Deepak Punia wanted badly to break India’s 18-year-old gold drought at the Junior Wrestling World Championship at Tallinn, Estonia. It was also the last chance for the 20-year-old wrestler from Haryana to change the colour of the medal he had won at the Worlds last year, before his switch to the senior level.
Fighting through a muscle strain sustained during his semi-final bout, and with the possibility of aggravating the injury and missing the Senior World Championship next month, Punia pushed on. “I could not have attacked too much because of the shoulder. I was looking for the right opportunity. It was the toughest bout,” Punia said, speaking from Moscow.
Trailing for most of the final against Russia’s Alik Shebzukov, the 86kg wrestler used all of that grit to execute a thrilling takedown in the dying moments to become the first Indian since Ramesh Gulia and Palwinder Singh Cheema in 2001 to win gold at the junior worlds. Punia’s path to wrestling follows a familiar trajectory; his father and grandfather both dabbled with the sport at the local dangal level, and this is where Punia too began.
“He was in love with the idea of becoming a pehelwan,” says his father Subhash, who ran a small dairy business from home.
Punia grew up seeing wrestlers around him; the village he comes from, Chhara in Jhajjar district is very active in the local dangal circuit, and he was introduced to the sport when he was just four. His older cousin Sunil Kumar was a well known name in the circuit, and Punia started accompanying him to the village akhada. Soon, the young Punia began travelling to fight in dangals in neighbouring villages. He got so good at it, that he could count on winning dangals, where bouts are fought on earthen pits, as a steady source of income.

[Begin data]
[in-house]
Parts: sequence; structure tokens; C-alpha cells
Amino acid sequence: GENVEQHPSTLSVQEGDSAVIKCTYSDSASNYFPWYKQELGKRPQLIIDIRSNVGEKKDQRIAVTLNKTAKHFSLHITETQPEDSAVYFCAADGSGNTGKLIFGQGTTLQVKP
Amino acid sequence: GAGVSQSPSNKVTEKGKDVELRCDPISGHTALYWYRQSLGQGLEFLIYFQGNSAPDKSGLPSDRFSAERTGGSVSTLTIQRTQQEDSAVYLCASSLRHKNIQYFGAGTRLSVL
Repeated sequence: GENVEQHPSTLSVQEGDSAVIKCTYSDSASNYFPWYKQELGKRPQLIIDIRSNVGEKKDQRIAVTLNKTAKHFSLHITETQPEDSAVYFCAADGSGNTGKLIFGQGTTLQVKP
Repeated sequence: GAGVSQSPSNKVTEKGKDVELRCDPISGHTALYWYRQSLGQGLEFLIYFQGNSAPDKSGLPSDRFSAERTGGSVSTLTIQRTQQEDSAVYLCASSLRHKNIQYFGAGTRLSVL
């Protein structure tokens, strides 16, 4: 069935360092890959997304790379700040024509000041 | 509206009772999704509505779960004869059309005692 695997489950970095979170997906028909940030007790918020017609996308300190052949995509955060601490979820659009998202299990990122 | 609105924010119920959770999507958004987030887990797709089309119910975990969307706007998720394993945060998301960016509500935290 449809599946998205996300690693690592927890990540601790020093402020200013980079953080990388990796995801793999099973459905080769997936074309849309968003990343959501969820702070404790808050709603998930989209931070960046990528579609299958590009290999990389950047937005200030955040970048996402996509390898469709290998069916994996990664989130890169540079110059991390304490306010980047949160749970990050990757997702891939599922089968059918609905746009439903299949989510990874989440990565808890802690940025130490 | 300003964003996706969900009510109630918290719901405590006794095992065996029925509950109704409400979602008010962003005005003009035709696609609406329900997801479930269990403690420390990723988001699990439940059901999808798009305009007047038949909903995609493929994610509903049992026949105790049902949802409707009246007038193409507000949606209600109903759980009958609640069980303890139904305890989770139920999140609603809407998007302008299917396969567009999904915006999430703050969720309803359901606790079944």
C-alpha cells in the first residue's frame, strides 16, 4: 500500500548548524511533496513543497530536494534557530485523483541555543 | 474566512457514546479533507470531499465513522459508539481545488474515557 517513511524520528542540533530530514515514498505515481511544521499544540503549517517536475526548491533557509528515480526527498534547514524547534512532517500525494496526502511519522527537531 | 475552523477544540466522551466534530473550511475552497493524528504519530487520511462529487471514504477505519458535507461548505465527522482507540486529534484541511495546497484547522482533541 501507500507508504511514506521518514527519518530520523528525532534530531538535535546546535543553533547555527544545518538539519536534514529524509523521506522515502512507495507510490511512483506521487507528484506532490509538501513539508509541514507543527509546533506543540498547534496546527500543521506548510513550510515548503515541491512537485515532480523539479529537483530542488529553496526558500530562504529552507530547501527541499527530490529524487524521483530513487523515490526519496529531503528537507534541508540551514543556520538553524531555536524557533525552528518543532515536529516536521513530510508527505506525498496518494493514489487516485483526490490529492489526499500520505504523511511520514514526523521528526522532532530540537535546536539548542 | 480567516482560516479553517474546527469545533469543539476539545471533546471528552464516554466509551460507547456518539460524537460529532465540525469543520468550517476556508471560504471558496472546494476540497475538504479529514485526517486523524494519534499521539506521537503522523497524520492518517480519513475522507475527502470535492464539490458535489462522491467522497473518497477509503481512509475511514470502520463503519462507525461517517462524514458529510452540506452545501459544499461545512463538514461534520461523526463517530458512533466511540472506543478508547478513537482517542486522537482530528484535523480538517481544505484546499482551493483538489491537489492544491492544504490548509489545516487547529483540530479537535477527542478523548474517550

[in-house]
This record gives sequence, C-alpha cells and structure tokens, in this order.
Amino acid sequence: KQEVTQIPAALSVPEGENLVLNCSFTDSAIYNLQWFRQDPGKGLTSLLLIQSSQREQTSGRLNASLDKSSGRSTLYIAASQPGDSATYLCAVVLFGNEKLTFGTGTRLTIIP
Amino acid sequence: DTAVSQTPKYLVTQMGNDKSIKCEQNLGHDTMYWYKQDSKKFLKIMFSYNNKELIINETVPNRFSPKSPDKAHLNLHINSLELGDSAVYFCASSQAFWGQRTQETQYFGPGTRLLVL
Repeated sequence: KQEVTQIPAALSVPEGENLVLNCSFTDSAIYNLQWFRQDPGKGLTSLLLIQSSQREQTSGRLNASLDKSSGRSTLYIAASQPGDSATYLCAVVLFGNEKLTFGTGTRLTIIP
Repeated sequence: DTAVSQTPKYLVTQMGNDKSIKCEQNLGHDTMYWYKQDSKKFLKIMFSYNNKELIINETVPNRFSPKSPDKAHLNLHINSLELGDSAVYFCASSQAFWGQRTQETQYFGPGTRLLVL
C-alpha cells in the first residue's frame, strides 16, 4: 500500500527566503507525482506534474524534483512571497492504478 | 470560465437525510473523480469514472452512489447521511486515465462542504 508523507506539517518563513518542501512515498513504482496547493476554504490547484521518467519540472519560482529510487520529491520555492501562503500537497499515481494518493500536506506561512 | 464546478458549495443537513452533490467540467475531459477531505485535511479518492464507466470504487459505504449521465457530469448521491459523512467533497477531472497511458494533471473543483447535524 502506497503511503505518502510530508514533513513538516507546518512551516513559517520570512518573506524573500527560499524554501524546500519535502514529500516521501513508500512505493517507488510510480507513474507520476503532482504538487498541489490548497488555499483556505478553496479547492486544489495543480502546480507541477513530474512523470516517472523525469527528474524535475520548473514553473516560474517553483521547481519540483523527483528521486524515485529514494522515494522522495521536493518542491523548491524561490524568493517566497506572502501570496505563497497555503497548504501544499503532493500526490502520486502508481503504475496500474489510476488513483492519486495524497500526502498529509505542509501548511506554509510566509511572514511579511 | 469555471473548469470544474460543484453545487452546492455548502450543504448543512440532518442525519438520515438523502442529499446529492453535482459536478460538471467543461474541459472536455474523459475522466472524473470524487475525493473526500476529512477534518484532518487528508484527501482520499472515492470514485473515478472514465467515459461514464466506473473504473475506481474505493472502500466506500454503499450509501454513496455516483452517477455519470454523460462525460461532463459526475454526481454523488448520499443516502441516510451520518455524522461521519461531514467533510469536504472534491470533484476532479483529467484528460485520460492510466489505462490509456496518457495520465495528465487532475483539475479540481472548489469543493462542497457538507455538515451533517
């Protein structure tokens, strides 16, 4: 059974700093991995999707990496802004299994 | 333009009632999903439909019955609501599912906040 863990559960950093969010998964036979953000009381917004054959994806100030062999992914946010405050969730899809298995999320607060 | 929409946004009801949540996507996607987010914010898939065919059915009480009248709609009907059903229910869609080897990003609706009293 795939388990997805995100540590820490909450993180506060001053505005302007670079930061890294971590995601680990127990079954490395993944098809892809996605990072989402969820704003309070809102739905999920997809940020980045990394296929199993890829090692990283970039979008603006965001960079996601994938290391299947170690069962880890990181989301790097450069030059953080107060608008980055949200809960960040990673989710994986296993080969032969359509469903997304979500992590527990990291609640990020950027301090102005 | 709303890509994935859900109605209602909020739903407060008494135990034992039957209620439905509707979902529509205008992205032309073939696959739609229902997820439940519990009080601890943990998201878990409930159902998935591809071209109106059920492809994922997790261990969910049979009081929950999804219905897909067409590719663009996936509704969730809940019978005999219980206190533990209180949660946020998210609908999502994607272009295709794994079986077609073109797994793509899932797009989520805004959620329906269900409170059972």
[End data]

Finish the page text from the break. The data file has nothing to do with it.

“Whatever little I was earning from dangals I was spending it on my diet and also helping my family,” Punia said.
In 2015, he moved up a step, joining Chhatrasal Stadium in Delhi, the wrestling school which produced both of India’s Olympic medalists in men’s wrestling, Sushil Kumar and Yogeshwar Dutt. It was Punia’s cousin Sunil who brought him to Chhatrasal as he realized that fighting only in dangals would restrict his potential. “Deepak is one of the most disciplined and hard working kids I have seen,” says Chhatrasal coach Virender.
He narrates an incident when it was raining heavily in the morning and Virender asked the trainees to reassemble at 5am instead of 4. “When rain stopped and we went for training I saw Deepak had not left and he was training on his own in the rain.
“He used to play a lot in dangals but now in last two years he has stopped. Wrestling is very different on the mat, you get just six minutes to prove your superiority. He has great stamina and power and that is what you need in modern wrestling. Technically he is still learning.”
Punia’s mat success has followed a reassuring pattern—he won gold at the cadet world championship (for ages 16-17) in 2016, before winning a junior (ages 18-20) silver last year, and now the junior gold.
Now comes the big jump—the Senior World Championships from September 14-22 at Kazakhstan. The event will offer quota places for the Tokyo Olympics , and Punia is up for the challenge.
Aug 15, 2019 22:13 IST